From The Wall Street Journal’s William McGurn, Making Capitalism Great Again?
Experience, moreover, also tells us that when competition is tethered the result isn’t cooperation. It’s collusion. Indeed, Sens. Warren and Rubio would both find no more steadfast allies than libertarians if their goal were simply to eliminate rules and subsidies that artificially rig the market to favor big business and the politically connected at the expense of the little guy.
Further, some of us do share Sen. Rubio’s concerns about today’s social dysfunctions—failing public schools, broken families, addiction—and how they threaten to leave many of our countrymen, especially those without college degrees, on the margins of the American dream. But is this really a crisis of the voluntary exchange between buyers and sellers, or of our culture? Here Sen. Rubio is pushing for politics to do the work of culture.
It’s an understandable temptation, in the sense that changing, say, tax credits is far less daunting than repairing a culture. But then, who are the real materialists, if the answer to a cultural meltdown isn’t to address the human soul but to say, “Don’t worry, we can engineer it all through regulation and the tax code”?
This excerpt raises the issue from Goldwater’s Conscience of a Conservative:
The root difference between the Conservatives and the Liberals of today is that Conservatives take account of the whole man, while the Liberals tend to look only at the material side of man’s nature. The Conservative believes that man is, in part, an economic, an animal creature; but that he is also a spiritual creature with spiritual needs and spiritual desires. What is more, these needs and desires reflect the superior side of man’s nature, and thus take precedence over his economic wants. Conservatism therefore looks upon the enhancement of man’s spiritual nature as the primary concern of political philosophy. Liberals- on the other hand- in the name of a concern for “human beings”- regard the satisfaction of economic wants as the dominant mission of society. They are, moreover, in a hurry. So … (that) their characteristic approach is to harness the society’s political and economic forces into a collective effort to compel “progress.” In this approach, I believe, they fight against nature.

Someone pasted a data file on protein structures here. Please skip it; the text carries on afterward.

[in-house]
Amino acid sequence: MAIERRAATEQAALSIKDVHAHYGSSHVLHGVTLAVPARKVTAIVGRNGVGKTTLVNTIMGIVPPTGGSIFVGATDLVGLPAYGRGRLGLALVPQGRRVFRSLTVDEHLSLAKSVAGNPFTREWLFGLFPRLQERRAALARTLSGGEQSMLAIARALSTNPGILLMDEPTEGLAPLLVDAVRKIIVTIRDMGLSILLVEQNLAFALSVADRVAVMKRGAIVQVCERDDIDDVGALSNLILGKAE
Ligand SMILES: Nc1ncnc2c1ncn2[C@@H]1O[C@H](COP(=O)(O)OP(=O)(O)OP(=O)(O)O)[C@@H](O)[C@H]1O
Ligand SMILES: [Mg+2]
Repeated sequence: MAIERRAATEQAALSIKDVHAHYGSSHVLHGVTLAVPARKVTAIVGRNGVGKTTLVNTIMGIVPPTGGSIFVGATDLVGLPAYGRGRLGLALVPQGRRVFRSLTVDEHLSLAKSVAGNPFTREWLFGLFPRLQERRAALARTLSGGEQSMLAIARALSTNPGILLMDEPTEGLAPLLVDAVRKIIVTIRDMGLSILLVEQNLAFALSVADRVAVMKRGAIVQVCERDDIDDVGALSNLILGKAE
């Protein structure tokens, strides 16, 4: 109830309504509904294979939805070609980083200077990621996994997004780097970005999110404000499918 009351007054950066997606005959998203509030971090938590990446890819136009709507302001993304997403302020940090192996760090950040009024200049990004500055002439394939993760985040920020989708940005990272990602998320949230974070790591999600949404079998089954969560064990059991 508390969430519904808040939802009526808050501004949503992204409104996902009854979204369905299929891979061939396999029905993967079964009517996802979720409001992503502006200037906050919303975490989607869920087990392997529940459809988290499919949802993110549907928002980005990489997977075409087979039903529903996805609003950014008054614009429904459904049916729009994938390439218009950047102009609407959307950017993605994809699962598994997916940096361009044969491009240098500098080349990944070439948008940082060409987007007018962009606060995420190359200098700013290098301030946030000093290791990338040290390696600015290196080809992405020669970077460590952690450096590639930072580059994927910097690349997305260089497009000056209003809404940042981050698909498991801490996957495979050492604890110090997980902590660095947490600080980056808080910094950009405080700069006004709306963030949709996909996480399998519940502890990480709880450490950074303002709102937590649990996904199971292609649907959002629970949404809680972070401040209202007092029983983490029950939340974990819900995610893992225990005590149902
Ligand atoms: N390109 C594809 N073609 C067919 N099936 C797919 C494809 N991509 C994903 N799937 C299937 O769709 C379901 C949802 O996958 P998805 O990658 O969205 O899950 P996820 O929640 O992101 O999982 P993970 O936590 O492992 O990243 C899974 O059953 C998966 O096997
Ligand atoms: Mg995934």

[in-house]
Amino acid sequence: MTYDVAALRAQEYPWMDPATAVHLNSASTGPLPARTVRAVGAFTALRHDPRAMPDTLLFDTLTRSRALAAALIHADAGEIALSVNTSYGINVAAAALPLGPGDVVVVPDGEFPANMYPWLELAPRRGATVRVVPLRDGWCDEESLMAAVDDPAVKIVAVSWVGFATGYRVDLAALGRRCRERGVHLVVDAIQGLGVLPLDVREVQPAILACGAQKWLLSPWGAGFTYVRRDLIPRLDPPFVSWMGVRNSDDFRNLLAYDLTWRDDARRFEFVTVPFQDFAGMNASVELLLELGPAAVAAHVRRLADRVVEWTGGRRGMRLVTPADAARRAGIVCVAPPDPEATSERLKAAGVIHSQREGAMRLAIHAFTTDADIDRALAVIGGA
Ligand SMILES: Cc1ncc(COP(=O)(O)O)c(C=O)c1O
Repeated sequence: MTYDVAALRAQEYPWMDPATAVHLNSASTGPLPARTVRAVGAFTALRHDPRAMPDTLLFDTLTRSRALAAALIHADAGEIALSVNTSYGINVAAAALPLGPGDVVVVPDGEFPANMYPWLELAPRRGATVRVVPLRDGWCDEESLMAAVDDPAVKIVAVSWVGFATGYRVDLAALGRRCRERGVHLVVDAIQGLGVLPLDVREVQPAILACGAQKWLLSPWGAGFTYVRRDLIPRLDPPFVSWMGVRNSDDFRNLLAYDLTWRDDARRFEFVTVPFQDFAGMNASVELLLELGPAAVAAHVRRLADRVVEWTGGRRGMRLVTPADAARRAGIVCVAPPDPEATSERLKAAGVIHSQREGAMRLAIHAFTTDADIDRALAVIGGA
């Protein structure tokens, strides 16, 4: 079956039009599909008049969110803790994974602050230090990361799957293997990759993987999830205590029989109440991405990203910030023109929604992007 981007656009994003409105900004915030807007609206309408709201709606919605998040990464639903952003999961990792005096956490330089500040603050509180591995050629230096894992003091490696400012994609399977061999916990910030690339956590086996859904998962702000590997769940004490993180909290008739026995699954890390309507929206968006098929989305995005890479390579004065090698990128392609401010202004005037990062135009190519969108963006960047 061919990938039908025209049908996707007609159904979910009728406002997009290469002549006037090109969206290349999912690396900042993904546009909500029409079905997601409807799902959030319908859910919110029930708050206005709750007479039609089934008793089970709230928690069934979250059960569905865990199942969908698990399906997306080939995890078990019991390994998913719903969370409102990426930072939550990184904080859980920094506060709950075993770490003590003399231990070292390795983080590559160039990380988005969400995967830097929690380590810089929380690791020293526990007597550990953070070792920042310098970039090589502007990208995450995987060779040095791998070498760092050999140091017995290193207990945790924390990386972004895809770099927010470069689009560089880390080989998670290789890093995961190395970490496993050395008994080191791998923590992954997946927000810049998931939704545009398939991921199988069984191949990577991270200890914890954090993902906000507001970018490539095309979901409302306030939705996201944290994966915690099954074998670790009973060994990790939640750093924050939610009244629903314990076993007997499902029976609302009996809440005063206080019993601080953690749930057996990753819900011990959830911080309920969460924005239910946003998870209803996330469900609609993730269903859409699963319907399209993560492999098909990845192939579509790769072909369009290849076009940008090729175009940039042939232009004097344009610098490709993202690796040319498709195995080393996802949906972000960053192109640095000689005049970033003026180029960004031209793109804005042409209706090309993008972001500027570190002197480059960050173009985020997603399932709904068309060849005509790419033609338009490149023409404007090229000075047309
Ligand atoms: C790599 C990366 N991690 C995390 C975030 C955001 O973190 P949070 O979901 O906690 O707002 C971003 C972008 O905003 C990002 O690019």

The irony is that material values are of greater concern to the left. The pursuit if these and the neglect of others may have much to contribute to the failure of so many economic policies.